Steve gives great advise, get a quail or grouse wing and play fetch with it the day you bring her home. I had my puppy fetching grouse wings across the yard at 10 weeks, then had to back off when the teeth really started coming in, then when they were finally in she already knew the game and birds etc....
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Postby zx2dxz » Fri Jan 07, 2005 7:09 pm

start off throwing something small like a Dokken Deadfowl Teal or Dove and or wings in the house 2-3 times a day 2-3 retrieves nothing more then that. In the house first for the simple fact that they know where they are and no distractions like outside. Try a hallway or something so its basicly the bird and you. Work on OB training nothing hard and not forcing the dog to, remember very very short periods. Make it seem like a game. By 4-5 months start working on gun and bird.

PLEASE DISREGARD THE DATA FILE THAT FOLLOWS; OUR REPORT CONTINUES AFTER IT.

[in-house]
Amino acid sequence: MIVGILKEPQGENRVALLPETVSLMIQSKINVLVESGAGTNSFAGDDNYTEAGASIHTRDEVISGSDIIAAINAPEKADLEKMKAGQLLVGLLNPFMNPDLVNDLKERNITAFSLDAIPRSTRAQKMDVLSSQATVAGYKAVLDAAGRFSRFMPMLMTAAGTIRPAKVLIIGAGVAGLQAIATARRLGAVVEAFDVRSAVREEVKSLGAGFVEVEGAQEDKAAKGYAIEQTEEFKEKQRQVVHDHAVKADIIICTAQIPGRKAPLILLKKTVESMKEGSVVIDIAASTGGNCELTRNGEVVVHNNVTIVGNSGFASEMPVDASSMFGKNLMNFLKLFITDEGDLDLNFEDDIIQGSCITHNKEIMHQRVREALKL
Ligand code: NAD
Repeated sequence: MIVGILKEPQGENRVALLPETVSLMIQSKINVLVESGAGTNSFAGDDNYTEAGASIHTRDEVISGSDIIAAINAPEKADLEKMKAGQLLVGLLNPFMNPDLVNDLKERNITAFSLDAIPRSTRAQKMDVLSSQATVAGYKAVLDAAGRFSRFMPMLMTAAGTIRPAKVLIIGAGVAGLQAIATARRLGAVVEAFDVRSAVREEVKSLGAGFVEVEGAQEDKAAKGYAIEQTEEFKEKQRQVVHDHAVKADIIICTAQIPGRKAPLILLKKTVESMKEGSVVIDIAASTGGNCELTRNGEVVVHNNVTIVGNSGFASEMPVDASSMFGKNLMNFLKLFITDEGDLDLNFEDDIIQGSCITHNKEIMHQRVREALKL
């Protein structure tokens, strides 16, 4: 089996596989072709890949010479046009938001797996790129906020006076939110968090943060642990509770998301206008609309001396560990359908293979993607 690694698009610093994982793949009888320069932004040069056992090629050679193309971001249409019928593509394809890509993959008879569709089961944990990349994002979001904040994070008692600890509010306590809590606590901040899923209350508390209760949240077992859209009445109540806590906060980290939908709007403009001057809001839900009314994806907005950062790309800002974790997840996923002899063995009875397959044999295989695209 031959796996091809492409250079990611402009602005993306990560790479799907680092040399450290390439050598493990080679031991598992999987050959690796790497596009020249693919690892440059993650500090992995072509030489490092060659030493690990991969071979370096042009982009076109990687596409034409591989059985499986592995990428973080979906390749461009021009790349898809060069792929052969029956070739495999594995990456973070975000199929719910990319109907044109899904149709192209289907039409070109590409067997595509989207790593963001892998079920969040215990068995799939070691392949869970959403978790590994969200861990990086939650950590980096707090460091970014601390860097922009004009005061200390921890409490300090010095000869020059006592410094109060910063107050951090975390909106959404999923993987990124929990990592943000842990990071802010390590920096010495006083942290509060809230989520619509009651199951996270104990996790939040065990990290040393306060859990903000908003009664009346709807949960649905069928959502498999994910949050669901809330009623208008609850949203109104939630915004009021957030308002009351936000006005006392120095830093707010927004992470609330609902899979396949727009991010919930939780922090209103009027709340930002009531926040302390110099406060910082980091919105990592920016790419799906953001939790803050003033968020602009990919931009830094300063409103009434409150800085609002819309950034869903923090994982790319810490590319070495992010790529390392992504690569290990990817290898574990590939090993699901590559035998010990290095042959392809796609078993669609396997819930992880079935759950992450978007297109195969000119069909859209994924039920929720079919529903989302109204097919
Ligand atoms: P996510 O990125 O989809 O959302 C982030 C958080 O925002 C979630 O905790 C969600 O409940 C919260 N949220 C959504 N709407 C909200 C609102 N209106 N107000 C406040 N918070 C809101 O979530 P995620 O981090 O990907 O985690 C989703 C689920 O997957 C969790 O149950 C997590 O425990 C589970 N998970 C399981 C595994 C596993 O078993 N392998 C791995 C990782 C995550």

as for the pigeons we buy them by the 1000s so i dont know where you could pick them up. if there is a kennel somewhere next to you i would prolly think that they would sell you a doz or even give you some fresh dead ones.
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Postby Browningshooter » Mon Jan 10, 2005 2:46 pm

Start as soon as you get the pup. I had mine retrieving a pheasant scented toy at 2 months and he was retrieving dead quail at 10 weeks and was pointing and retreiving wild quail at 4 months.